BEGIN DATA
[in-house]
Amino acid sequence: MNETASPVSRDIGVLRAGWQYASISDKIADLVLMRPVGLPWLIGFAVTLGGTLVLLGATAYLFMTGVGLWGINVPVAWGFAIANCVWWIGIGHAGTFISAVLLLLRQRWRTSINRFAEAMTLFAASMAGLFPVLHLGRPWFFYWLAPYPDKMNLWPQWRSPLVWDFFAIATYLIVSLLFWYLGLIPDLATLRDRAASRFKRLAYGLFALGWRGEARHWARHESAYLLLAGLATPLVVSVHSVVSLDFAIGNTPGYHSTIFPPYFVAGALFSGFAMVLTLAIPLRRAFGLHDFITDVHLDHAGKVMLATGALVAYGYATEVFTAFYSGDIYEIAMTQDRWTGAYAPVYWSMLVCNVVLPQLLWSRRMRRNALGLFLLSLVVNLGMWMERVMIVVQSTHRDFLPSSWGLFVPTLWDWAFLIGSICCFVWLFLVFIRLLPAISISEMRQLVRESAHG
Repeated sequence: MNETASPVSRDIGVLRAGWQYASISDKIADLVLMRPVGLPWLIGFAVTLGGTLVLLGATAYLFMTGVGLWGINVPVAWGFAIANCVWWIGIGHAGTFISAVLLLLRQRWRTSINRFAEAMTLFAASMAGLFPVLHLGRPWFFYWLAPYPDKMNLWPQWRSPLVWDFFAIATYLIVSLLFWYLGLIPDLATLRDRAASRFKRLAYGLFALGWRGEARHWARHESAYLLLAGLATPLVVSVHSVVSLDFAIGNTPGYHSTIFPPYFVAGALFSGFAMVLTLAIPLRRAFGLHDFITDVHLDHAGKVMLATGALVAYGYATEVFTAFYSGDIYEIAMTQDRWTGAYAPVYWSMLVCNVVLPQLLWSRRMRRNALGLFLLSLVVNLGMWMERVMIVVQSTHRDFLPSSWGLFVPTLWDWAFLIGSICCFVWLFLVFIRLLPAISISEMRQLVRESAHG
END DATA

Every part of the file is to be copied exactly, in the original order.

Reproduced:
[in-house]
Amino acid sequence: MNETASPVSRDIGVLRAGWQYASISDKIADLVLMRPVGLPWLIGFAVTLGGTLVLLGATAYLFMTGVGLWGINVPVAWGFAIANCVWWIGIGHAGTFISAVLLLLRQRWRTSINRFAEAMTLFAASMAGLFPVLHLGRPWFFYWLAPYPDKMNLWPQWRSPLVWDFFAIATYLIVSLLFWYLGLIPDLATLRDRAASRFKRLAYGLFALGWRGEARHWARHESAYLLLAGLATPLVVSVHSVVSLDFAIGNTPGYHSTIFPPYFVAGALFSGFAMVLTLAIPLRRAFGLHDFITDVHLDHAGKVMLATGALVAYGYATEVFTAFYSGDIYEIAMTQDRWTGAYAPVYWSMLVCNVVLPQLLWSRRMRRNALGLFLLSLVVNLGMWMERVMIVVQSTHRDFLPSSWGLFVPTLWDWAFLIGSICCFVWLFLVFIRLLPAISISEMRQLVRESAHG
Repeated sequence: MNETASPVSRDIGVLRAGWQYASISDKIADLVLMRPVGLPWLIGFAVTLGGTLVLLGATAYLFMTGVGLWGINVPVAWGFAIANCVWWIGIGHAGTFISAVLLLLRQRWRTSINRFAEAMTLFAASMAGLFPVLHLGRPWFFYWLAPYPDKMNLWPQWRSPLVWDFFAIATYLIVSLLFWYLGLIPDLATLRDRAASRFKRLAYGLFALGWRGEARHWARHESAYLLLAGLATPLVVSVHSVVSLDFAIGNTPGYHSTIFPPYFVAGALFSGFAMVLTLAIPLRRAFGLHDFITDVHLDHAGKVMLATGALVAYGYATEVFTAFYSGDIYEIAMTQDRWTGAYAPVYWSMLVCNVVLPQLLWSRRMRRNALGLFLLSLVVNLGMWMERVMIVVQSTHRDFLPSSWGLFVPTLWDWAFLIGSICCFVWLFLVFIRLLPAISISEMRQLVRESAHG